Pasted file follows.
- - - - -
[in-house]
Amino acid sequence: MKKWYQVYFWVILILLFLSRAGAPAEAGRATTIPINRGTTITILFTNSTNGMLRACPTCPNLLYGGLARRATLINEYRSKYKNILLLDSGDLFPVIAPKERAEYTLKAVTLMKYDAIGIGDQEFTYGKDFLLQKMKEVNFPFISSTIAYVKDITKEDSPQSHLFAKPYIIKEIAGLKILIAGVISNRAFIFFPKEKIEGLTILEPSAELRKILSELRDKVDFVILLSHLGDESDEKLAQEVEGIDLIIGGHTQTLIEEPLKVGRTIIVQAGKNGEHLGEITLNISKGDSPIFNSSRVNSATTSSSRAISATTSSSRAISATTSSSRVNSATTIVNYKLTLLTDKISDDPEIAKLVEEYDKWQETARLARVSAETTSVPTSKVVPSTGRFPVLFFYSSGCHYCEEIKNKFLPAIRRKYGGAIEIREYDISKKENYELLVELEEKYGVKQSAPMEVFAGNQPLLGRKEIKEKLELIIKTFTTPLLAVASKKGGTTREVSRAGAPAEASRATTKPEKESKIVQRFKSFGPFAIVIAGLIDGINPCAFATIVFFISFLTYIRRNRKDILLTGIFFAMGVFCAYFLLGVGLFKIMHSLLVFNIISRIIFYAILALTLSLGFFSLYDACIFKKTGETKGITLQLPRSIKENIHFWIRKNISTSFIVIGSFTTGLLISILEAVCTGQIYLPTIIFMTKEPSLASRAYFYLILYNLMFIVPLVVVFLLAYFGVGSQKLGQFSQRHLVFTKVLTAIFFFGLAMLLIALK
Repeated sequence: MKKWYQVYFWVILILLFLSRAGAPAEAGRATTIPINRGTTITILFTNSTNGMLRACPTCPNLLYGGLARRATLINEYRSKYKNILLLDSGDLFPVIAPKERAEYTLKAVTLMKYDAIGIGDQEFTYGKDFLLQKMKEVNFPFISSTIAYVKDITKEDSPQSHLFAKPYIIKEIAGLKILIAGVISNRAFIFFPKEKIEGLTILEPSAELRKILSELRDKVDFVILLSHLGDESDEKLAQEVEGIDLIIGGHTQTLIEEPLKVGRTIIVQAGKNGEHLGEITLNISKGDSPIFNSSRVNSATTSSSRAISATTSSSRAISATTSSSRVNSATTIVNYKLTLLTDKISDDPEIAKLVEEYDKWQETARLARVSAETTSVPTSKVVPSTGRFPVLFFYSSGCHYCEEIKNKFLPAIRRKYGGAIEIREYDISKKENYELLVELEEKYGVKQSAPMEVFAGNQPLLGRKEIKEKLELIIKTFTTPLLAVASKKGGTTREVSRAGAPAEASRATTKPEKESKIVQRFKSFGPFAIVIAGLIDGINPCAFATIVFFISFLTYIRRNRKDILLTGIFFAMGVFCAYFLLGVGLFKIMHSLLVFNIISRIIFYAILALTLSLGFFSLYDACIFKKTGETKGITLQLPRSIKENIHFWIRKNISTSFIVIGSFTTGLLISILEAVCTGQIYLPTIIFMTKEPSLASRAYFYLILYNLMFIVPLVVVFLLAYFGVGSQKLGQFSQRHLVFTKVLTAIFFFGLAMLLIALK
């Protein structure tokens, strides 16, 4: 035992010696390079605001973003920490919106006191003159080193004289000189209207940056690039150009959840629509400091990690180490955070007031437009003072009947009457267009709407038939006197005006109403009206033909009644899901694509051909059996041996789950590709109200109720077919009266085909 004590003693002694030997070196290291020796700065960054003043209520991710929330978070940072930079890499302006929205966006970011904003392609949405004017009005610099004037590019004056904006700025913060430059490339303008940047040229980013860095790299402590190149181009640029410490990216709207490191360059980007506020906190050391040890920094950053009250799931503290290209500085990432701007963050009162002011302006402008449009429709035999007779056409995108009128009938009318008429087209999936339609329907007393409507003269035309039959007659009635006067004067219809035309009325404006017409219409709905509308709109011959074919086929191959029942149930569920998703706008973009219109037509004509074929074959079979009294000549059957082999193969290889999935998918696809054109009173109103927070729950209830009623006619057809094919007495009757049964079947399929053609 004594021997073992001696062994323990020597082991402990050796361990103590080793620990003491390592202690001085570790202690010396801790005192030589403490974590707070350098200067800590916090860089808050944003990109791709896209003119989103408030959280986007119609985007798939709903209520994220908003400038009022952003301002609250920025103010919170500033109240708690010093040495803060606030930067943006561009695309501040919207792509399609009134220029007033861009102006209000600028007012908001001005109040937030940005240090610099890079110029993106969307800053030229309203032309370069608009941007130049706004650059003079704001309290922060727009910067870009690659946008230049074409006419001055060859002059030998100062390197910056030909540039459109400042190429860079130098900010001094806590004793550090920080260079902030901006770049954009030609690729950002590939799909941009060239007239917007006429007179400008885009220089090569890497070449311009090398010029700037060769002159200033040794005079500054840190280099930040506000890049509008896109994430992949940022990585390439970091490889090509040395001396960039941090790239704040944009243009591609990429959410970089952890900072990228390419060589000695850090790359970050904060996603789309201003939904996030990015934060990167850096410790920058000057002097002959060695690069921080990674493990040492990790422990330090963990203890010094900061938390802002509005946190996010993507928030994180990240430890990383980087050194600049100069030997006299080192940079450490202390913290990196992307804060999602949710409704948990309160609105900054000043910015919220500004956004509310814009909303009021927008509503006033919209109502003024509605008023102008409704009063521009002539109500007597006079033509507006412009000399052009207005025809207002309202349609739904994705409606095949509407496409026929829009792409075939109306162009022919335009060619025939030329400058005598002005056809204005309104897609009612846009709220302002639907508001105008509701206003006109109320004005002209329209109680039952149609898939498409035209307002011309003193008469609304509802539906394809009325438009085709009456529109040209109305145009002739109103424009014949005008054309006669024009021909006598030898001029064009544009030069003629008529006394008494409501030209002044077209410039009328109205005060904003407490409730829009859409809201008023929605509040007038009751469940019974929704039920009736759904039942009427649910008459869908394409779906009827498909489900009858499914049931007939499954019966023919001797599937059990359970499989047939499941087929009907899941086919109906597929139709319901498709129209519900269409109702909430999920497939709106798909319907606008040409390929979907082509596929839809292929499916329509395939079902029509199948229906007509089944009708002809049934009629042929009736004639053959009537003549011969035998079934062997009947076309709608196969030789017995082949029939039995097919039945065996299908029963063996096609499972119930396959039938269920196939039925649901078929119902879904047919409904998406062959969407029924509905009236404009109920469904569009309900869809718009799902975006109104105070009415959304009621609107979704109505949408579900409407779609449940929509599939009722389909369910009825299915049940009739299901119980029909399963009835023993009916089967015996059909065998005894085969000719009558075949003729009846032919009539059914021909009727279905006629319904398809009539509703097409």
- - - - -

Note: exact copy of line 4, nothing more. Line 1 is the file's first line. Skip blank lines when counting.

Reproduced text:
């Protein structure tokens, strides 16, 4: 035992010696390079605001973003920490919106006191003159080193004289000189209207940056690039150009959840629509400091990690180490955070007031437009003072009947009457267009709407038939006197005006109403009206033909009644899901694509051909059996041996789950590709109200109720077919009266085909 004590003693002694030997070196290291020796700065960054003043209520991710929330978070940072930079890499302006929205966006970011904003392609949405004017009005610099004037590019004056904006700025913060430059490339303008940047040229980013860095790299402590190149181009640029410490990216709207490191360059980007506020906190050391040890920094950053009250799931503290290209500085990432701007963050009162002011302006402008449009429709035999007779056409995108009128009938009318008429087209999936339609329907007393409507003269035309039959007659009635006067004067219809035309009325404006017409219409709905509308709109011959074919086929191959029942149930569920998703706008973009219109037509004509074929074959079979009294000549059957082999193969290889999935998918696809054109009173109103927070729950209830009623006619057809094919007495009757049964079947399929053609 004594021997073992001696062994323990020597082991402990050796361990103590080793620990003491390592202690001085570790202690010396801790005192030589403490974590707070350098200067800590916090860089808050944003990109791709896209003119989103408030959280986007119609985007798939709903209520994220908003400038009022952003301002609250920025103010919170500033109240708690010093040495803060606030930067943006561009695309501040919207792509399609009134220029007033861009102006209000600028007012908001001005109040937030940005240090610099890079110029993106969307800053030229309203032309370069608009941007130049706004650059003079704001309290922060727009910067870009690659946008230049074409006419001055060859002059030998100062390197910056030909540039459109400042190429860079130098900010001094806590004793550090920080260079902030901006770049954009030609690729950002590939799909941009060239007239917007006429007179400008885009220089090569890497070449311009090398010029700037060769002159200033040794005079500054840190280099930040506000890049509008896109994430992949940022990585390439970091490889090509040395001396960039941090790239704040944009243009591609990429959410970089952890900072990228390419060589000695850090790359970050904060996603789309201003939904996030990015934060990167850096410790920058000057002097002959060695690069921080990674493990040492990790422990330090963990203890010094900061938390802002509005946190996010993507928030994180990240430890990383980087050194600049100069030997006299080192940079450490202390913290990196992307804060999602949710409704948990309160609105900054000043910015919220500004956004509310814009909303009021927008509503006033919209109502003024509605008023102008409704009063521009002539109500007597006079033509507006412009000399052009207005025809207002309202349609739904994705409606095949509407496409026929829009792409075939109306162009022919335009060619025939030329400058005598002005056809204005309104897609009612846009709220302002639907508001105008509701206003006109109320004005002209329209109680039952149609898939498409035209307002011309003193008469609304509802539906394809009325438009085709009456529109040209109305145009002739109103424009014949005008054309006669024009021909006598030898001029064009544009030069003629008529006394008494409501030209002044077209410039009328109205005060904003407490409730829009859409809201008023929605509040007038009751469940019974929704039920009736759904039942009427649910008459869908394409779906009827498909489900009858499914049931007939499954019966023919001797599937059990359970499989047939499941087929009907899941086919109906597929139709319901498709129209519900269409109702909430999920497939709106798909319907606008040409390929979907082509596929839809292929499916329509395939079902029509199948229906007509089944009708002809049934009629042929009736004639053959009537003549011969035998079934062997009947076309709608196969030789017995082949029939039995097919039945065996299908029963063996096609499972119930396959039938269920196939039925649901078929119902879904047919409904998406062959969407029924509905009236404009109920469904569009309900869809718009799902975006109104105070009415959304009621609107979704109505949408579900409407779609449940929509599939009722389909369910009825299915049940009739299901119980029909399963009835023993009916089967015996059909065998005894085969000719009558075949003729009846032919009539059914021909009727279905006629319904398809009539509703097409």